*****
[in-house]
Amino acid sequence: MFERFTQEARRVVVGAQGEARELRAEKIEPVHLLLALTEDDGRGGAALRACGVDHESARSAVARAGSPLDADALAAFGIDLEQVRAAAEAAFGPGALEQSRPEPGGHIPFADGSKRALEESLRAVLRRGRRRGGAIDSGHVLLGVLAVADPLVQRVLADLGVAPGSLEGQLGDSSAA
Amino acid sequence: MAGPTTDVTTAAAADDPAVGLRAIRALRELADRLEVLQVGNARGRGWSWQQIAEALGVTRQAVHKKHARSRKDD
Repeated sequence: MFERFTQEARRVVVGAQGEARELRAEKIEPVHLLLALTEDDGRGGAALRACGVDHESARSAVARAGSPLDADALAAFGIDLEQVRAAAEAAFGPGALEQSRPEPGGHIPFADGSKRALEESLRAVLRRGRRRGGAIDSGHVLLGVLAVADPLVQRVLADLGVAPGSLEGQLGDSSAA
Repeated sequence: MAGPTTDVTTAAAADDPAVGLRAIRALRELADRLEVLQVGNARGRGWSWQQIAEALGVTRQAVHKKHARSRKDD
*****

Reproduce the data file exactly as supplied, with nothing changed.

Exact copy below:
[in-house]
Amino acid sequence: MFERFTQEARRVVVGAQGEARELRAEKIEPVHLLLALTEDDGRGGAALRACGVDHESARSAVARAGSPLDADALAAFGIDLEQVRAAAEAAFGPGALEQSRPEPGGHIPFADGSKRALEESLRAVLRRGRRRGGAIDSGHVLLGVLAVADPLVQRVLADLGVAPGSLEGQLGDSSAA
Amino acid sequence: MAGPTTDVTTAAAADDPAVGLRAIRALRELADRLEVLQVGNARGRGWSWQQIAEALGVTRQAVHKKHARSRKDD
Repeated sequence: MFERFTQEARRVVVGAQGEARELRAEKIEPVHLLLALTEDDGRGGAALRACGVDHESARSAVARAGSPLDADALAAFGIDLEQVRAAAEAAFGPGALEQSRPEPGGHIPFADGSKRALEESLRAVLRRGRRRGGAIDSGHVLLGVLAVADPLVQRVLADLGVAPGSLEGQLGDSSAA
Repeated sequence: MAGPTTDVTTAAAADDPAVGLRAIRALRELADRLEVLQVGNARGRGWSWQQIAEALGVTRQAVHKKHARSRKDD